Configure PSSDIAG to capture high CPU issues

I am sure most of the SQL community is aware of the PSSDIAG and how helpful it is when it comes to troubleshooting performance issues. In this blog , I will discuss about how to configure the PSSDIAG in high CPU Scenarios.

Here are few blogs which I would like to share about how we can download and configure PSSDIAG:

Download PSSDIAG: – http://diagmanager.codeplex.com/releases/view/67449

Configure PSSDIAG :- http://sqlbg.wordpress.com/2011/06/15/pssdiag-and-sqldiag-manager/
http://troubleshootingsql.com/2011/05/25/tools-tips-and-tricks-9-pssdiag-configuration-manager/

Please be aware, this PSSDIAG is only for SQL server 2005,2008 and for earlier version you will still need to use sqldiag :- http://support.microsoft.com/kb/830232

Here are the things which we can configure in the PSSDIAG(SQL database engine):

1. Profiler Traces
2. SQL DMV outputs
3. Perfmon

Before configuring the PSSDIAG, we have to be very clear about the workload on the environment especially when it’s production. When we run the PSSDIAG, there can be slight performance degradation and if the workload is very high then it can even cause outage (if not configured properly). The heaviest resource taker in the PSSDIAG is profiler traces and in busy environments they can be disabled to avoid any outage/issue.

There may be a question in your mind – How to differentiate between low and high workload? Well, this question is open ended and different people may have different answers.  Here is what I think about it (completely based on my experiance)

Low Workload : – less than 100 batches per second
Medium Workload : – 100 – 500(approx.) batches per second
High Workload: – greater than 500 batches per second

The above is just a rough idea but any load even with less than 100 batches can be a high load depending upon the type of queries and throughput of the system. So, the configuration with the profiler traces needs some logic otherwise the configuration is very simple :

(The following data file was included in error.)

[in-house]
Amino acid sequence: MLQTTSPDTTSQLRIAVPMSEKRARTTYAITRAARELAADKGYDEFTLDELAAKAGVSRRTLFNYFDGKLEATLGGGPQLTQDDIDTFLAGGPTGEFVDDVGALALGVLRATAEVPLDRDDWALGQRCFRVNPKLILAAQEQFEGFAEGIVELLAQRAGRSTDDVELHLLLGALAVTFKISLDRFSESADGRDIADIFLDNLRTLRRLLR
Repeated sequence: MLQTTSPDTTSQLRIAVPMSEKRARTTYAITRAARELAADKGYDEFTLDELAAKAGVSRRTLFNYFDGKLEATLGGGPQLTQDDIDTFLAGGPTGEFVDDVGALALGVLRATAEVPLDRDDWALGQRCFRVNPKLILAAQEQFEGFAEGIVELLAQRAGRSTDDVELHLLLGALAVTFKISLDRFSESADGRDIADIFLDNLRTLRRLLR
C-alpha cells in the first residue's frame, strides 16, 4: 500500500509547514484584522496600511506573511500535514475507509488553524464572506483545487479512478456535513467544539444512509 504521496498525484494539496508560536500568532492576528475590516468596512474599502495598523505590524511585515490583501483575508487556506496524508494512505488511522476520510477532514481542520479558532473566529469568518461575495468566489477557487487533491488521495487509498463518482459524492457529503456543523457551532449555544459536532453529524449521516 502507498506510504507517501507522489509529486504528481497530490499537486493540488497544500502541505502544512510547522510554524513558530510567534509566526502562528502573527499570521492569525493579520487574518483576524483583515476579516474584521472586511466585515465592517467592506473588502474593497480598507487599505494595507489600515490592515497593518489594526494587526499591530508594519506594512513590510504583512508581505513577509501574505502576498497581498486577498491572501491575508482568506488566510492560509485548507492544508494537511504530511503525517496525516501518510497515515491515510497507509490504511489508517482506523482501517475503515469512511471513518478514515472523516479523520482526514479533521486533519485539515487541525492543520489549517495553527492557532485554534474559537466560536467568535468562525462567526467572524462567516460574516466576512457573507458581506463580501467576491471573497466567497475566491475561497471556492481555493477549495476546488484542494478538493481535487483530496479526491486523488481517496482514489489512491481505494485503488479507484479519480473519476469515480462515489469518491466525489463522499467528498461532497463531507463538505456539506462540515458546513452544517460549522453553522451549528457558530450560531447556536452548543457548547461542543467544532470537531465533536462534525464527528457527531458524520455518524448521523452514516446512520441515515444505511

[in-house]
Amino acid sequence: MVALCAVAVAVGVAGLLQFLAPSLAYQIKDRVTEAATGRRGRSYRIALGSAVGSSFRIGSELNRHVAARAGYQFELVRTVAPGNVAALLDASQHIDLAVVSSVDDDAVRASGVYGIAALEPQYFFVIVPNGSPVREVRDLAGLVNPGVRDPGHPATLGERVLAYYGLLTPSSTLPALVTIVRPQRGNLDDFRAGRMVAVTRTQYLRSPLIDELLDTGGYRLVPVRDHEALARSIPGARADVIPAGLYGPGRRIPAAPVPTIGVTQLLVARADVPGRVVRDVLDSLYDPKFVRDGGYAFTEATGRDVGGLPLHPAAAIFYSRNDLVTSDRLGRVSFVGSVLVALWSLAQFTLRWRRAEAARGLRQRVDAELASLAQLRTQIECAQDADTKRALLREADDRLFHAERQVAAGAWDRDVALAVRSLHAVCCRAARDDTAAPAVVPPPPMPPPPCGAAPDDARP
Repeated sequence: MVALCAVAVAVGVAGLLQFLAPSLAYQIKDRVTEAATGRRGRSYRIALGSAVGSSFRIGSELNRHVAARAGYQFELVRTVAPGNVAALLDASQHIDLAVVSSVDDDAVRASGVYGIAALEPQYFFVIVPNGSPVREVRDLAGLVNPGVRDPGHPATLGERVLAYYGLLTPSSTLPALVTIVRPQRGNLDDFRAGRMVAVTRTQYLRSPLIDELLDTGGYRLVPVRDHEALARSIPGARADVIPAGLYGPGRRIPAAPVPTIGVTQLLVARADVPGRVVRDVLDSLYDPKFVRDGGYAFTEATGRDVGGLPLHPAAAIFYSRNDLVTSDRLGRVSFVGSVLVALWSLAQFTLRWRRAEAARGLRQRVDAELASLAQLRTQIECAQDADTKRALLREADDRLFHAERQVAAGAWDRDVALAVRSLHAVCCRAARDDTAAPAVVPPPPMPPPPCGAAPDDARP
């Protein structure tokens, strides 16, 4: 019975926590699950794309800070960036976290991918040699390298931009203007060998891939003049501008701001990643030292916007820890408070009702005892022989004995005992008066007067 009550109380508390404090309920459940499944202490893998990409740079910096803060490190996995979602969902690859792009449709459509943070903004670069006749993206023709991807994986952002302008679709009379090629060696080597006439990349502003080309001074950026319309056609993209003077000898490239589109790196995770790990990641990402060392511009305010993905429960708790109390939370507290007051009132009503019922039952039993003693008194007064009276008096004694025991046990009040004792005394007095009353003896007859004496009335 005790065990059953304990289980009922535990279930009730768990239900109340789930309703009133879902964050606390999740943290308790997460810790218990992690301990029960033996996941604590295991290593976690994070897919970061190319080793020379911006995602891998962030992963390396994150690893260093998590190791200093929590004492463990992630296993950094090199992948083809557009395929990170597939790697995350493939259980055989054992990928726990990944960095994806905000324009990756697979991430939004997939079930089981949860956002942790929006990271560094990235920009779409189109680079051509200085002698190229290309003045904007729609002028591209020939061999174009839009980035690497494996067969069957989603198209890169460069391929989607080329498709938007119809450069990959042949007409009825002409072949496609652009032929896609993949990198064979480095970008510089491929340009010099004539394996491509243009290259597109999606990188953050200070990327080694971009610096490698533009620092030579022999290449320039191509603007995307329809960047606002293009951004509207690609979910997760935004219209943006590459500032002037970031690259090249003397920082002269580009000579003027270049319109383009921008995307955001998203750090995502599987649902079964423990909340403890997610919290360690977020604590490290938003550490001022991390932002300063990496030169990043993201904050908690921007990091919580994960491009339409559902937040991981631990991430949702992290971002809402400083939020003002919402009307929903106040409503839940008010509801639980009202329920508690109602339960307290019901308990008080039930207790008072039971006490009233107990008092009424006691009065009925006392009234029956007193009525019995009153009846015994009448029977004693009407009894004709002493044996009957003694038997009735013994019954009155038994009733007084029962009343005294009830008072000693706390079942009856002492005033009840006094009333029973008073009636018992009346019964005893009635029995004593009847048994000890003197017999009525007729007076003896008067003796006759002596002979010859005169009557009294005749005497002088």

1. Select the architcture X64,X86 or IA64
2. Select Instance type(SQL 2005 or SQL 2008)
3. Enter machine name and instance name
4. Uncheck the SQL trace button

5. Select the files shown in the screen shot(SQL 2008 Perf Stats,SQL 2005 Perf Stats,SQL memory error,SQL blocking) and leave rest of the things to default unless there is any specifc requirement.

Here you go, PSSDIAG without traces for high CPU is ready. This approach works for heavy load environments especially for SQL server 2008. Because in SQL 2008, we can find out the high CPU queries accurately even without having profiler traces. The secret behind this the new feature called Plan hash and query hash which was introduced in SQL server 2008.

I am sure you will be aware of plan hashes(only SQL 2008 onwards): –  http://blogs.msdn.com/b/bartd/archive/2008/09/03/query-fingerprints-and-plan-fingerprints_3a00_-the-best-new-sql-2008-feature-you_2700_ve-never-heard-of.aspx (must read). And yes, we capture plan hashes in the PSSDIAG for SQL 2008 and which eliminates the need of profiler traces .

But for SQL 2005, we have to rely on sys.dm_exec_query_stats and as mentioned in the above blog, it’s not 100% correct. But it gives us fair idea of which query may be the culprit.

Now, what if we need to configure the PSSDIAG along with the profiler traces, here are the steps for that:

1. Select the architcture X64,X86 or IA64
2. Select Instance type(SQL 2005 or SQL 2008)
3. Enter machine name and instance name
4. In profiler traces, here are the events you could capture(Specifc for High CPU only).

5. Select the files shown in the screen shot(SQL 2008 Perf Stats,SQL 2005 Perf Stats,SQL memory error,SQL blocking) and leave rest of the things to default unless there is any specifc requirement.

Once this is configured, we are ready with the PSSDIAG to be run.  For various options on how PSSDIAG can be scheduled to run at specifc times, please check the article : – http://support.microsoft.com/kb/830232. I have created the PSSDIAG for SQL server 2008 and 2008 R2. Please copy the files , save them as .xml and open in the PSSDIAG by clicking on open button on the top left( PSSDiag_2008,PSSDiag_2008R2). Please test it before running it on production server.

In my next post, I will explain how can we analyze the PSSDIAG output logs without using SQL Nexus and what are the main files that we have to look at while troublehoosing high CPU issues.

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